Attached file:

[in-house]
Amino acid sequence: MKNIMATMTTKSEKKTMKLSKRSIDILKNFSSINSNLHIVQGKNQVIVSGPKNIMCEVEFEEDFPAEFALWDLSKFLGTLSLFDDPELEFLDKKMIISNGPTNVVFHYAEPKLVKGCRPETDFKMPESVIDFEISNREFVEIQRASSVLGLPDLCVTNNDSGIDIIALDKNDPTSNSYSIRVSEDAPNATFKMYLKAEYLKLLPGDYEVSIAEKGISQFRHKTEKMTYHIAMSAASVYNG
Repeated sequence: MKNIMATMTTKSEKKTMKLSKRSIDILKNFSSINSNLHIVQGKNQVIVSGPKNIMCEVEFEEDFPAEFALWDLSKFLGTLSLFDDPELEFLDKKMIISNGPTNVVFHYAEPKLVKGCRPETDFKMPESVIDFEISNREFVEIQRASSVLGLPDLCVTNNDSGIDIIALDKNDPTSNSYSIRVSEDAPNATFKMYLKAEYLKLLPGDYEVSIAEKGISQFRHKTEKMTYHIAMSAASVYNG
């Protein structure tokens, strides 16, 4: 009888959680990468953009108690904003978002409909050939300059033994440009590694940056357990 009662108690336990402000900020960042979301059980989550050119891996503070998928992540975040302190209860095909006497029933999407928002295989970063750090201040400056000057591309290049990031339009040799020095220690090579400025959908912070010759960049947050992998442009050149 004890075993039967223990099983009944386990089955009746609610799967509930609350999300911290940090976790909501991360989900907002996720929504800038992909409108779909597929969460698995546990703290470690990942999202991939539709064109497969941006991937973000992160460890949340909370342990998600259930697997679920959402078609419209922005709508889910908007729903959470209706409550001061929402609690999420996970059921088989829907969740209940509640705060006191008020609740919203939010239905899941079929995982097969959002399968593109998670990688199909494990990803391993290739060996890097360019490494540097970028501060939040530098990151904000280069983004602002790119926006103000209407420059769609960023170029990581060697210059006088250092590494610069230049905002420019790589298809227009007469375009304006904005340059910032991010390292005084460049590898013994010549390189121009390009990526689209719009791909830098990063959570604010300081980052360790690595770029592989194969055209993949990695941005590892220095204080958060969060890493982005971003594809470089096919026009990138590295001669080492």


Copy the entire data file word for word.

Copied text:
[in-house]
Amino acid sequence: MKNIMATMTTKSEKKTMKLSKRSIDILKNFSSINSNLHIVQGKNQVIVSGPKNIMCEVEFEEDFPAEFALWDLSKFLGTLSLFDDPELEFLDKKMIISNGPTNVVFHYAEPKLVKGCRPETDFKMPESVIDFEISNREFVEIQRASSVLGLPDLCVTNNDSGIDIIALDKNDPTSNSYSIRVSEDAPNATFKMYLKAEYLKLLPGDYEVSIAEKGISQFRHKTEKMTYHIAMSAASVYNG
Repeated sequence: MKNIMATMTTKSEKKTMKLSKRSIDILKNFSSINSNLHIVQGKNQVIVSGPKNIMCEVEFEEDFPAEFALWDLSKFLGTLSLFDDPELEFLDKKMIISNGPTNVVFHYAEPKLVKGCRPETDFKMPESVIDFEISNREFVEIQRASSVLGLPDLCVTNNDSGIDIIALDKNDPTSNSYSIRVSEDAPNATFKMYLKAEYLKLLPGDYEVSIAEKGISQFRHKTEKMTYHIAMSAASVYNG
């Protein structure tokens, strides 16, 4: 009888959680990468953009108690904003978002409909050939300059033994440009590694940056357990 009662108690336990402000900020960042979301059980989550050119891996503070998928992540975040302190209860095909006497029933999407928002295989970063750090201040400056000057591309290049990031339009040799020095220690090579400025959908912070010759960049947050992998442009050149 004890075993039967223990099983009944386990089955009746609610799967509930609350999300911290940090976790909501991360989900907002996720929504800038992909409108779909597929969460698995546990703290470690990942999202991939539709064109497969941006991937973000992160460890949340909370342990998600259930697997679920959402078609419209922005709508889910908007729903959470209706409550001061929402609690999420996970059921088989829907969740209940509640705060006191008020609740919203939010239905899941079929995982097969959002399968593109998670990688199909494990990803391993290739060996890097360019490494540097970028501060939040530098990151904000280069983004602002790119926006103000209407420059769609960023170029990581060697210059006088250092590494610069230049905002420019790589298809227009007469375009304006904005340059910032991010390292005084460049590898013994010549390189121009390009990526689209719009791909830098990063959570604010300081980052360790690595770029592989194969055209993949990695941005590892220095204080958060969060890493982005971003594809470089096919026009990138590295001669080492």